Thawing the frozen continent - Page 6
From Griffith REVIEW Edition 19: Re-imagining Australia
© Copyright Griffith University & the author.
Written by George Williams
SYMBOLS MATTER. THEY DEFINE who we are and can be a powerful way of redressing injustice and building social cohesion around shared goals and values. Prime Minister John Howard always understood this, and during his leadership Anzac and Australia Days gained new significance. After many years disputing the value of symbolic reform in Indigenous affairs, he told the Sydney Institute in October 2007, ‘I announce that, if re-elected, I will put to the Australian people within eighteen months a referendum to formally recognise Indigenous Australians in our Constitution – their history as the first inhabitants of our country, their unique heritage of culture and languages, and their special (though not separate) place within a reconciled, indivisible nation.' He declared that his ‘goal is to see a new Statement of Reconciliation incorporated into the Preamble of the Australian Constitution'. Howard was right – it is long past time that Aboriginal people were recognised in the Constitution. These issues are examined further in the next section.
The other major symbolic agenda is the Australian republic. The Constitution is at odds with the reality of Australia's political and legal independence, and its contemporary values. It is more than incongruous that Australia's head of state is the monarch of a foreign nation born to a position, according to a 1701 British statute, that ranks men over women and rules Catholics ineligible. Sexism and religious discrimination are unacceptable tests for office in modern Australia, and should not determine who is eligible to be the country's head of state.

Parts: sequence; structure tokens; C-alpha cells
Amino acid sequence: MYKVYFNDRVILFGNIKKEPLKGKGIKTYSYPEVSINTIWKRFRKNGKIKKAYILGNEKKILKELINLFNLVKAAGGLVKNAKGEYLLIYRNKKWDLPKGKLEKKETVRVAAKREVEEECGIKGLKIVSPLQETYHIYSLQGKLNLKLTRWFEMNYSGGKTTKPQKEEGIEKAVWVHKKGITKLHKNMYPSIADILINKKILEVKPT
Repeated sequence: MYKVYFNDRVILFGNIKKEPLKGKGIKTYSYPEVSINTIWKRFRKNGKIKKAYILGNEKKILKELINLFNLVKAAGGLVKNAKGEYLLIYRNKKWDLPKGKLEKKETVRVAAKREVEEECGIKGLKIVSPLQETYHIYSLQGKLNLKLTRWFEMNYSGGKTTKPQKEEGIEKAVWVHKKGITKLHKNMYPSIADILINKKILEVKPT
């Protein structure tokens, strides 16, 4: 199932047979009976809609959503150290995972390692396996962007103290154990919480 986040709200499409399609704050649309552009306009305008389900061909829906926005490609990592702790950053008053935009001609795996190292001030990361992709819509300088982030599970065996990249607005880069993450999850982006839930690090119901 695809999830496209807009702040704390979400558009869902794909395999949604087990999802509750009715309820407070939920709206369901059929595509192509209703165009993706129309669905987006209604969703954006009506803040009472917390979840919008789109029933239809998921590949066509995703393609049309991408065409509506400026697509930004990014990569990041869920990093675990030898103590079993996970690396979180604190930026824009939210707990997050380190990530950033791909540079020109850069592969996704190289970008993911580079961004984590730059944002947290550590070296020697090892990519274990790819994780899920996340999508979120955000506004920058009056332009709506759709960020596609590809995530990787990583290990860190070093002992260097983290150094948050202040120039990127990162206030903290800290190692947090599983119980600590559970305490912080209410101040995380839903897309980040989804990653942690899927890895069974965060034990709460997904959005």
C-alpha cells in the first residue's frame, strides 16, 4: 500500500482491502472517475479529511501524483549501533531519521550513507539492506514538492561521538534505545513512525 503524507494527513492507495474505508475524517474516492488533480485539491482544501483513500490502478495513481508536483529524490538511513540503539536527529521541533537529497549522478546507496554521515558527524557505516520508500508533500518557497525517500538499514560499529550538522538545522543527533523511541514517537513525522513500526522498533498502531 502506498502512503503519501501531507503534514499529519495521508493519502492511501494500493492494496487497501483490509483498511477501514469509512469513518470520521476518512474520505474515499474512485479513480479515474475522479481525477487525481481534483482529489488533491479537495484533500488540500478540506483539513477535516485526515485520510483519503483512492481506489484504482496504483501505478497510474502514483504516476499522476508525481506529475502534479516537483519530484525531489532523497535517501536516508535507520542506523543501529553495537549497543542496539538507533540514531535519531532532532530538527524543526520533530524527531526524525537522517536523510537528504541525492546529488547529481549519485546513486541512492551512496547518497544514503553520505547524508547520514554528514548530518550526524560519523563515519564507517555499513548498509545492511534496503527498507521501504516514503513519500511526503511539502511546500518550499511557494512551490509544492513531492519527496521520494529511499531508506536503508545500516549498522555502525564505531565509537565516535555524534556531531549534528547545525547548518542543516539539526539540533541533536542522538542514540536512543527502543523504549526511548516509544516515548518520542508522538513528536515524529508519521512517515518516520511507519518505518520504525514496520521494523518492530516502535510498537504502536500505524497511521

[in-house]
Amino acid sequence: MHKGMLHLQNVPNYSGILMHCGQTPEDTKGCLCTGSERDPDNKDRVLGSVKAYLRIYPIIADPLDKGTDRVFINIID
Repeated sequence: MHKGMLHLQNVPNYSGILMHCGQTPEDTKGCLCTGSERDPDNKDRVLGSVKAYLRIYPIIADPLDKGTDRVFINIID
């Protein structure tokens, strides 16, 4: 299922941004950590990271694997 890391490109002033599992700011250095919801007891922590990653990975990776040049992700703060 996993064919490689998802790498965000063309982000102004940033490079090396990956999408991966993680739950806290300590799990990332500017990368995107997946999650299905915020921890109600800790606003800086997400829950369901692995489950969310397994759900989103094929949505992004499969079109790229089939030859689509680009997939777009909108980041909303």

The problem lies with the most basic law: section 2 of the Constitution suggests that Australia is not an independent nation and establishes the Governor-General as the Queen's representative: ‘A Governor-General appointed by the Queen shall be Her Majesty's representative in the Commonwealth, and shall have and may exercise in the Commonwealth during the Queen's pleasure, but subject to this Constitution, such powers and functions of the Queen as Her Majesty may be pleased to assign to him.'
The now obsolete section 59 even grants the Queen power to ‘disallow any law' passed by the federal Parliament. The Constitution is only reprinted in Australia as part of the UK Parliament's Commonwealth of Australia Constitution Act 1900, the implication being that it – and not the Australian people – is the source of the power and authority of Australian laws.
Despite the failure of the 1999 republic referendum, Australia is in fact both politically and legally independent. The legal shift was finally resolved by the Australia Acts of 1986, which removed any right of appeal to the Privy Council. The symbolic conflict between the text of the Constitution and actual Australian independence remains unresolved, and both undermines a sense of identity and distorts perceptions within and outside the country. Symbolism is an important value in our system, and the Australian Constitution ought to be amended to reflect this and establish a republic with an Australian head of state appointed without reference to London.